The bill sponsored by Senate President Pro Tem Del Marsh, R-Anniston, goes to the Senate where it could get a second reading as early as Thursday and be in position for full Senate consideration on Tuesday.
The 4-3 vote in the Senate Education and Youth Affairs Committee for a substitute Alabama School Choice and Student Opportunity Act – Senate Bill 45 – was along party lines.
Marsh and Republican Sens. Dick Brewbaker of Pike Road, Paul Bussman of Cullman, and Shay Shelnutt of Trussville, voted to favorably report the bill. Democrat Sens. Vivian Figures of Mobile, Quinton Ross of Montgomery, and Hank Sanders of Selma, voted no.
The Senate committee deserves a pat on the back for considering and moving the bill on the second day of the 2015 legislative session that began Tuesday. Charter schools are part of the BCA’s 2015 State Legislative Agenda.
“Comments at the public hearing and the committee’s positive vote show a desire to add another education tool for Alabama students and parents and the businesses who are the consumers of public school system students,” said BCA President and CEO William J. Canary.
A charter school is publicly funded like a magnet school and is open to any student capped only by the number of available desks. Charter schools are governed locally but must follow certain state and federal regulations including those dealing with health and safety and teacher background checks.
The substitute bill was explained by Emily Schultz, Executive Director of the Alabama Coalition for Public Charter Schools.
Charter schools are envisioned for Alabama’s four major metropolitan areas. The substitute bill does not allow private schools to become public charter schools, and virtual schools will not be allowed. They must adhere to public big laws and are subject to audits.
Canary was one of several who testified in support of the bill, which would authorize up to 10 public charter schools a year for five years.
“We believe that public charter schools will be another tool to use as we strive for education excellence that will prepare our children for a fulfilling future,” Canary said. “Like publicly funded magnet schools that draw students from within districts, charter schools can be an attractive alternative to parents of children who, due to geography, are locked into a situation where they cannot reach their full potential.”
During the public hearing, the most passionate plea for charter schools came from Birmingham parent Sharon Lee who said her son is captive in a school system and does not have the choice of enrolling where his education needs can be met.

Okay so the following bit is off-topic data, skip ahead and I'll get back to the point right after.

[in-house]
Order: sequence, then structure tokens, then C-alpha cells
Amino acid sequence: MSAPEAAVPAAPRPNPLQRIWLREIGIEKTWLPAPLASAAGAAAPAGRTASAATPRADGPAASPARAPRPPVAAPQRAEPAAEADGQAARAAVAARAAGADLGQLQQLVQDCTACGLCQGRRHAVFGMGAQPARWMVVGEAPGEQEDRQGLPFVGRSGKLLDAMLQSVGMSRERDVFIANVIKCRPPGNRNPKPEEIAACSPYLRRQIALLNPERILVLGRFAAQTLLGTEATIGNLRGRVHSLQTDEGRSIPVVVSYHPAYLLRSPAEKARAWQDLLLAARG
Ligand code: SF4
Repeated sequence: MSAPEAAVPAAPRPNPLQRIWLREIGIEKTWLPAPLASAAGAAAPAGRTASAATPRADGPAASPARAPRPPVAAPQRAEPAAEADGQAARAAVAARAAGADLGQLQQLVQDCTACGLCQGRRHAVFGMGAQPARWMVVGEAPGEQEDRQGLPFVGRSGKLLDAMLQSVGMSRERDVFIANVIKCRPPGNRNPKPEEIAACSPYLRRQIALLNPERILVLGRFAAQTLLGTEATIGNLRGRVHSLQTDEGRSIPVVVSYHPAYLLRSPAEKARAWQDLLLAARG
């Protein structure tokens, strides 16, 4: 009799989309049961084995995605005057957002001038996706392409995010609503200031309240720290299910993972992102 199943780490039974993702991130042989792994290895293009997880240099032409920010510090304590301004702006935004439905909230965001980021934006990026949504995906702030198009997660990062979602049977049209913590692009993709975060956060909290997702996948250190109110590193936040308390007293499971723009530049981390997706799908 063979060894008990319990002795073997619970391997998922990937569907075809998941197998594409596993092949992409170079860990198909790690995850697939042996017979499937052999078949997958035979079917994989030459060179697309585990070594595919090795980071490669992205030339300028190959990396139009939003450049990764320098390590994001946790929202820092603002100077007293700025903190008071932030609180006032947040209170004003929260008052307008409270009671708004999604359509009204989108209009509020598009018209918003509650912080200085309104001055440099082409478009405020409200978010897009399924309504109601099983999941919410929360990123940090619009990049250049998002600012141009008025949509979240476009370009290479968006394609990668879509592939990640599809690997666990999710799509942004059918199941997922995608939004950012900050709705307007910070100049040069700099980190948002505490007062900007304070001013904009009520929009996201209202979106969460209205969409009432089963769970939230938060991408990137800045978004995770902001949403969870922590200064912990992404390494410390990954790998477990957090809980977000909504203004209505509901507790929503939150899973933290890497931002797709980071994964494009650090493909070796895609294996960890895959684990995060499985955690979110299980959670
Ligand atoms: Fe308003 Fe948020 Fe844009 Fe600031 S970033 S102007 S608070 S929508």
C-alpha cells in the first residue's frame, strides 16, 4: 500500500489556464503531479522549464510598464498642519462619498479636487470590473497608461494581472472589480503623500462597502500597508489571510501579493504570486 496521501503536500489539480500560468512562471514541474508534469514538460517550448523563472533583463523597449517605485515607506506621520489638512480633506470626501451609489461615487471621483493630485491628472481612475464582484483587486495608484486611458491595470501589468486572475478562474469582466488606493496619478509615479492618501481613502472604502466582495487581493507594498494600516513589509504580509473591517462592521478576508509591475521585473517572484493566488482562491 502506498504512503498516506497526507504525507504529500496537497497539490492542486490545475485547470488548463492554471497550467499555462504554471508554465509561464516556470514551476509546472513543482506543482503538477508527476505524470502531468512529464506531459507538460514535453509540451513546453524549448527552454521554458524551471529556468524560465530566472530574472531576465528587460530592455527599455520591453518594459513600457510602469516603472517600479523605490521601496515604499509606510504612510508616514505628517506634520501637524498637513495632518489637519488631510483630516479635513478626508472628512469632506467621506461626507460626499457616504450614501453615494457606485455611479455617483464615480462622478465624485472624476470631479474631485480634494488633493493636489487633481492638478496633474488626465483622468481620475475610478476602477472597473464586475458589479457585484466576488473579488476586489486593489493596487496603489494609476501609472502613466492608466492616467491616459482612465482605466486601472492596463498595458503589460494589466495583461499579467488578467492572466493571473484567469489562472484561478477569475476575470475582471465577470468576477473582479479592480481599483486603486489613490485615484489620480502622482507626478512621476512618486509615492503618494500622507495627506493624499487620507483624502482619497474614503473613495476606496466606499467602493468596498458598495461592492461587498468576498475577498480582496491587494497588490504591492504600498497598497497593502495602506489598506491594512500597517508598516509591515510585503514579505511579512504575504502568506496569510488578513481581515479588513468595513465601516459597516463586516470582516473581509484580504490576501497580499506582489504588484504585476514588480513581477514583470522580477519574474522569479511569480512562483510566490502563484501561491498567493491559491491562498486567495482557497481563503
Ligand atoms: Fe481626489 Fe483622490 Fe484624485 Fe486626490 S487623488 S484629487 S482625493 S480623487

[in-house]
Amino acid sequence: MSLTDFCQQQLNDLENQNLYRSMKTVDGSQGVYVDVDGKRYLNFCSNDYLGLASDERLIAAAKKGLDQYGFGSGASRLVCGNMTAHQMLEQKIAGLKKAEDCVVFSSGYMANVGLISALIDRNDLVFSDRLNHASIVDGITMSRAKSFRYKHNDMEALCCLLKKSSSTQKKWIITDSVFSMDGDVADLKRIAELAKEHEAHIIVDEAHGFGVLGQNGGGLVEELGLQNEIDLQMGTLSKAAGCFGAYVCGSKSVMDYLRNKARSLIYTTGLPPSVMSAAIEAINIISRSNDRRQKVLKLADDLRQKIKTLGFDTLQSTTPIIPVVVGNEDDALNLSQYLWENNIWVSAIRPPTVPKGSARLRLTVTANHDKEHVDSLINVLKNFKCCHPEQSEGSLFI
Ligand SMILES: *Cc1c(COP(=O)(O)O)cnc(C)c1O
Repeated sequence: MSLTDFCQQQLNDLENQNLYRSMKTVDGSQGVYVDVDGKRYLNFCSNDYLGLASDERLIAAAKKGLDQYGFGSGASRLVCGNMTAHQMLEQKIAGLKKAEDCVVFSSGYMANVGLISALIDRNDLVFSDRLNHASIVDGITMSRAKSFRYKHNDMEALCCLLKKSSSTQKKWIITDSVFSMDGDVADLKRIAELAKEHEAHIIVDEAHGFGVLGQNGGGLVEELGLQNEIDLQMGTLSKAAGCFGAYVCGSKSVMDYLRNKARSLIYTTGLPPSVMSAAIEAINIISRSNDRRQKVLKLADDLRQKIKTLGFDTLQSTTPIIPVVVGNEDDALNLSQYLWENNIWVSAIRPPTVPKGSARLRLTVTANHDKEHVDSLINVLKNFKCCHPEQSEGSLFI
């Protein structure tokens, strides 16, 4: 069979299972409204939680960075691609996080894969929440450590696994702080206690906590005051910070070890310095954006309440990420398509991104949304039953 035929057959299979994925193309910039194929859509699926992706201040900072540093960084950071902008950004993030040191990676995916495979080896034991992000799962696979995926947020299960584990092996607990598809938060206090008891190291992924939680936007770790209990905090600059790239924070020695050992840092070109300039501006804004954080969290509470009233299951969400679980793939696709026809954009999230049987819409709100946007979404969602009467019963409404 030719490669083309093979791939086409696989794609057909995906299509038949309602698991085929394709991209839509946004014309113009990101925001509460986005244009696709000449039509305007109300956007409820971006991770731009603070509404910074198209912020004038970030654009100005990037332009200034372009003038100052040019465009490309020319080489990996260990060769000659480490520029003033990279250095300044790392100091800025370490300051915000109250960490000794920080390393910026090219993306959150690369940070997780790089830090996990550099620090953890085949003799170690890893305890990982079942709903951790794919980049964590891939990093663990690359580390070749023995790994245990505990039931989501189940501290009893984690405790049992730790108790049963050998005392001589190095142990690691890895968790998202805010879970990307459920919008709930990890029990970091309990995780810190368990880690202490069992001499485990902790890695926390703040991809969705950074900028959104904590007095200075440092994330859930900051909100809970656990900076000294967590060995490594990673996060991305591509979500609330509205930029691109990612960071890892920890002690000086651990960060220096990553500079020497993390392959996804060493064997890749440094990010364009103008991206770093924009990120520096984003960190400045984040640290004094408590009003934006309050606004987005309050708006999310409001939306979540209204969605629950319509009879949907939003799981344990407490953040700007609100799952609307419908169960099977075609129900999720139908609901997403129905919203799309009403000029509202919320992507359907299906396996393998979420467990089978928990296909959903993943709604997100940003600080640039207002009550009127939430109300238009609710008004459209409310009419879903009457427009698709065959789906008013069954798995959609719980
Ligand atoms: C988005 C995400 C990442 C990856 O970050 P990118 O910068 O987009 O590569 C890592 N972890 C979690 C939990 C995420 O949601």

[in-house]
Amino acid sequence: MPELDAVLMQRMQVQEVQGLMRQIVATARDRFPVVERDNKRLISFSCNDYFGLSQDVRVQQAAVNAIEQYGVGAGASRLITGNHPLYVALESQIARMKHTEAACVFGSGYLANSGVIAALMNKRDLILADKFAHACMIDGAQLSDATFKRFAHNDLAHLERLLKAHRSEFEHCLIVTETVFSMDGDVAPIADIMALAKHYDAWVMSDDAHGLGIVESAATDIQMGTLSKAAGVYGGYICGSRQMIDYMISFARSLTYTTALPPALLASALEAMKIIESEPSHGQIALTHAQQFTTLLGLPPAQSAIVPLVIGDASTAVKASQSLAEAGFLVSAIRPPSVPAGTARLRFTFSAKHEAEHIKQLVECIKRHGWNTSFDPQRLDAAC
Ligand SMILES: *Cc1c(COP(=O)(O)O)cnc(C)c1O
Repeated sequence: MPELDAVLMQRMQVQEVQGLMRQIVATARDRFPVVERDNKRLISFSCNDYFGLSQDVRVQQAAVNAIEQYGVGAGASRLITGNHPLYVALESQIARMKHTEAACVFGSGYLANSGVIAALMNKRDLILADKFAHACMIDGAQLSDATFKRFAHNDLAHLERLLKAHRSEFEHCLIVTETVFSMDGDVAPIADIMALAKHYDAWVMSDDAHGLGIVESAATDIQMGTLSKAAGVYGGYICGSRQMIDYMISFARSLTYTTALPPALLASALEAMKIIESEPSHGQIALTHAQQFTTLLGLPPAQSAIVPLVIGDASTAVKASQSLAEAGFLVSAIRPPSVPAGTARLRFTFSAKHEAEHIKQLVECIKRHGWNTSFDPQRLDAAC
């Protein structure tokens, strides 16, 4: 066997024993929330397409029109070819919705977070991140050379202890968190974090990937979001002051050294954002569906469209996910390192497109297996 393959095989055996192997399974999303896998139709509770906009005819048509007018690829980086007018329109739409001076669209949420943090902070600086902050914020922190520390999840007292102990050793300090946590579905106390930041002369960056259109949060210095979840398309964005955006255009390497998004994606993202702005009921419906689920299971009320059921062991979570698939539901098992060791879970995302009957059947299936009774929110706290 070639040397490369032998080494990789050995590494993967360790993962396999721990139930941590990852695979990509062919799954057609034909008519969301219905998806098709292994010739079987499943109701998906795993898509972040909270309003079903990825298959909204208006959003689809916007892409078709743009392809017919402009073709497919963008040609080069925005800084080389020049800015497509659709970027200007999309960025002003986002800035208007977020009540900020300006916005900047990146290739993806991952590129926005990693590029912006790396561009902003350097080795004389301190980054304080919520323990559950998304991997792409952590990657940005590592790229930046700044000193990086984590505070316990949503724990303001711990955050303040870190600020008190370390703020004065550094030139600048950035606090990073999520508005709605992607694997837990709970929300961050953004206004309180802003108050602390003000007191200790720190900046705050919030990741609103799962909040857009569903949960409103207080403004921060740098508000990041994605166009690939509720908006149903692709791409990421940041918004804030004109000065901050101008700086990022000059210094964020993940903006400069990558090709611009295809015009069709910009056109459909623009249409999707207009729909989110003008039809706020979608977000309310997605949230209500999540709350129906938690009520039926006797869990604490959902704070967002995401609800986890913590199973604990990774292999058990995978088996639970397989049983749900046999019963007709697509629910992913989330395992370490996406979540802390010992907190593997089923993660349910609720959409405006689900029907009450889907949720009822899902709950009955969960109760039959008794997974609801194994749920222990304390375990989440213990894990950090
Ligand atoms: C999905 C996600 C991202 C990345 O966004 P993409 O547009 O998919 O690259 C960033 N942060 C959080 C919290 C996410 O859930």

“Because of our zip code we’re not able to move him,” Lee said. “My zip code shouldn’t determine his level of education. Please pass this, we need alternatives.”
Business Education Alliance of Alabama Chairman and President Dr. Joe Morton testified in favor of the bill. He said that Alabama’s charter school bill benefits from the experience of charter schools that exist in 42 states.
“Today this is clearly the best charter school bill ever written in the state of Alabama,” Morton said. “This is one of the best if not the best charter school bill in the nation.”
School teacher Catherine Ordeman, who worked in New Orleans where every school is a public charter school, said students can excel in charter schools. “They need publicly funded options and that option is charter schools,” she said.
Alabama Education Association President Anita Gibson, a former classroom teacher, said charter schools will not have to hire certified teachers. “Teachers are trained professionals who meet high standards,” she said.
Sen. Figures said she believes that charter schools will attract only the cream of the crop and leave some children behind. She said public schools aren’t adequately funded now.
“This is taking limited funding from the schools we have,” said Sen. Ross, a former magnet school principal.
“We at the BCA are dedicated to doing our part to improve public education because that is where we will get the next generation of our employees and leaders,” Canary said. “In Alabama we now have the opportunity to expand education choice with public charter schools that can be flexible but which must meet established performance benchmarks.”
In other committee action, the House Ways and Means Education Committee carried over HB 38, which would appropriate $5 million for dual-enrollment, career-tech scholarships. Committee members said the bill should travel with the education budget.
The BCA supports the appropriation to dual-enrollment, career-tech scholarships. “Creating a scholarship program to increase the number of Alabama students who can participate in dual-enrollment is a no-brainer,” Canary said.